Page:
With regard to neoplastic tissues, recent studies have revealed that MICs and ULBPs are variably expressed, and often co-expressed in ovarian (McGilvray et al. 2010) and colorectal (McGilvary et al. 2009) cancers, and that their expression is associated with prognosis. However, whether there are many correlations of ligand expression pattern among various tissues and organs remains an interesting question. In the present study, ligand-based cluster analysis of neoplastic tissues indicated that the dendrogram (based on immunohistochemical expression profiles) was closely similar to the phylogenetic tree (constructed on the basis of the ligand promoter DNA sequences; Fig. 5, inset shows the phylogenic tree presented by Eagle et al. (2009)). This similarity between these two molecular features—the protein expression profile in neoplastic tissues and DNA phylogeny in normal cells—may imply that genetic control of NKG2D ligand expression is basically conserved even during cellular stress resulting from malignant transformation, without marked epigenetic alteration.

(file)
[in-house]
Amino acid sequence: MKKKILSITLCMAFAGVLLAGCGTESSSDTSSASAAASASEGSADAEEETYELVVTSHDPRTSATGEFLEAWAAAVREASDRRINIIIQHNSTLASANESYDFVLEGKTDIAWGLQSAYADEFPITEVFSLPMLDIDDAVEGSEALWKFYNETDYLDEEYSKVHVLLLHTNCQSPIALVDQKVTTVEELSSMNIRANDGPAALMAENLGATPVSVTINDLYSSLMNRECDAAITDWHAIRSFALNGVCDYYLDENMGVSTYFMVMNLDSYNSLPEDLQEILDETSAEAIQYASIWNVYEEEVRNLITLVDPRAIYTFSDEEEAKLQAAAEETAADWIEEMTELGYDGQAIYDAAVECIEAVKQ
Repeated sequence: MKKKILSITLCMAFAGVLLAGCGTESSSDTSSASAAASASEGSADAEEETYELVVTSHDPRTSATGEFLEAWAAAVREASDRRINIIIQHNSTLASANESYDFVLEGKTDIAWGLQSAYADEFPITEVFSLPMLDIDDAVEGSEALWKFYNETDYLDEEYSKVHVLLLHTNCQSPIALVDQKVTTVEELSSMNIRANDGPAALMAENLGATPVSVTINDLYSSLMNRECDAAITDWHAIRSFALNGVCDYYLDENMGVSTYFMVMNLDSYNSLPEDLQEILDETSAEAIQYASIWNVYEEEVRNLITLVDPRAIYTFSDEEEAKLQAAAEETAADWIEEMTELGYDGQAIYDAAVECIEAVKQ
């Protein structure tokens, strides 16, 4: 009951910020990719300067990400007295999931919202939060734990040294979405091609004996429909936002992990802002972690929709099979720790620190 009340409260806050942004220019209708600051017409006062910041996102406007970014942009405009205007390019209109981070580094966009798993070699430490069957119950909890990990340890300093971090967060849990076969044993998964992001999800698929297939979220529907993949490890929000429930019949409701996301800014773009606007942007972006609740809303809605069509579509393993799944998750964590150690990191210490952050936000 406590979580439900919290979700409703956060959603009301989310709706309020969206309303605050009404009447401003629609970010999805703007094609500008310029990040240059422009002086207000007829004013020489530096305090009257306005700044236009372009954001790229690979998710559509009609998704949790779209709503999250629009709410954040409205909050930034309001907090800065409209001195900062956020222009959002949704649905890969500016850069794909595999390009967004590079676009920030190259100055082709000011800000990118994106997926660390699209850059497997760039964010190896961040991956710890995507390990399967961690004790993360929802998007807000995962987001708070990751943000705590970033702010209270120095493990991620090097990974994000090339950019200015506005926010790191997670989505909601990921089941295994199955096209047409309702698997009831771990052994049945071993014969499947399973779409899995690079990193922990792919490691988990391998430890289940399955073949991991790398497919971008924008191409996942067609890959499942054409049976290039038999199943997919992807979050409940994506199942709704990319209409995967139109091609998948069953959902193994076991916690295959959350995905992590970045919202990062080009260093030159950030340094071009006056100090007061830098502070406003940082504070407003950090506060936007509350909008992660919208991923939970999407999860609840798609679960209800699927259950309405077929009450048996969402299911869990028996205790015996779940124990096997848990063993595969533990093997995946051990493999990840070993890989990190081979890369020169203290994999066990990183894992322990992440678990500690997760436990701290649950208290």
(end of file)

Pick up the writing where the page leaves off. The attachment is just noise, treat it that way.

Histologically, most squamous cell carcinomas, especially those of the upper aerodigestive tract (tongue, larynx, esophagus and lung) and skin, were included in the T-null type. The only exception was squamous cell carcinoma of the uterine cervix, because it showed a relatively high rate of ligand positivity (T-variable B). Textor et al. (2008) also investigated the differential expression of NKG2D ligands in cervical carcinogenesis, and demonstrated an increased rate of positivity for MICA in 20% of cervical carcinomas, being similar to the rate we observed in the present study. Close association with HPV infection as a carcinogenetic factor may be one of the explanations for this unique characteristic of squamous cell carcinoma of the uterine cervix. On the other hand, tissue-based cluster analysis of neoplastic tissues demonstrated that null-type squamous cell carcinomas, except for those of the lung, specifically expressed ULBP4, unlike other tissues in the null-type cluster. This expression pattern of ULBP4 is similar to that of a murine homologue H60c (Takada et al. 2008), as reported by Whang et al. (2009). However, no expression of ULBP4 was observed in squamous cell carcinoma of the lung. This difference may be attributable to a non-squamous origin of squamous cell carcinoma in the lung; i.e., de novo squamous carcinogenesis from bronchial columnar epithelium.